As the actors became comfortable in their roles and enjoyed their success, they attempted to wield more control over the episodes. It became normal for actors to ask for rewrites, complain about their character's lines and push back in general against the ideas pursued by the writers. This resistance, however, only lit a flame under the writers.
Radar's Untold Secret
If you’re a fan of the show, you've heard the rumor about Gary Burghoff's hand. Supposedly, Burghoff (Radar O'Reilly) felt uncomfortable about his misshapen hand, and he kept it off-camera or disguised throughout all 11 seasons. Many never knew the truth to this legend.
The Finale Broke Records
The final episode of the M*A*S*H series was viewed by an astounding number of people: 125 million, to be exact. That's 77% of the population of the U.S. at the time. Troops in Korea even watched it, sticking around to the end of the 2.5-hour episode.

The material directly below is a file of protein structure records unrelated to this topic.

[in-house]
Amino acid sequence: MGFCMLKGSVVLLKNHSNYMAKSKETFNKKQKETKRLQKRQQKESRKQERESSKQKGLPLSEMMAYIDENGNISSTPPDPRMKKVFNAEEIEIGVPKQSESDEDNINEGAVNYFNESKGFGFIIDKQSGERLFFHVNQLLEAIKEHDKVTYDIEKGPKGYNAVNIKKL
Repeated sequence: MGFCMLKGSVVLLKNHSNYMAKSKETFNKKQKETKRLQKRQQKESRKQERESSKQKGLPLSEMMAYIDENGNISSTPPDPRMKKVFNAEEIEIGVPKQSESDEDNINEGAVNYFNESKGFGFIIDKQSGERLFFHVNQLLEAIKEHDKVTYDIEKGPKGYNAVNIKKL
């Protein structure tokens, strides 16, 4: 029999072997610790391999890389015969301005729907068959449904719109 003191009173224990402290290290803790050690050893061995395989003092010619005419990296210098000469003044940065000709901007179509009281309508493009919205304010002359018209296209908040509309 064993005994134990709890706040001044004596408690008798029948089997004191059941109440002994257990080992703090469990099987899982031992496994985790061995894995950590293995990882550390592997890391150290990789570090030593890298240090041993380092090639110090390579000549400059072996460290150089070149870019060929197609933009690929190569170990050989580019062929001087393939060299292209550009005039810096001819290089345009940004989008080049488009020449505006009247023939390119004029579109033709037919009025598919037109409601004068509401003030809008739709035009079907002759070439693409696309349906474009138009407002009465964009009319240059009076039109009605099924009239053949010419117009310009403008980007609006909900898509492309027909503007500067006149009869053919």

To Place an Ad, You Had to Pay a Pretty Penny
One of the most frequent televised events to break records for viewers is the Super Bowl, and you know how much advertisers have to pay for those coveted commercial slots. The same was true for the M*A*S*H finale.
The Final Episode Caused NYC's Plumbing to Crap Out
This rumor made it to national news. The claim was millions of people avoided using the bathroom during the finale, causing an unprecedented (and huge) number of people to use the bathroom at the same time when the episode ended. It was said that New York City's plumbing system couldn't handle it and malfunctioned.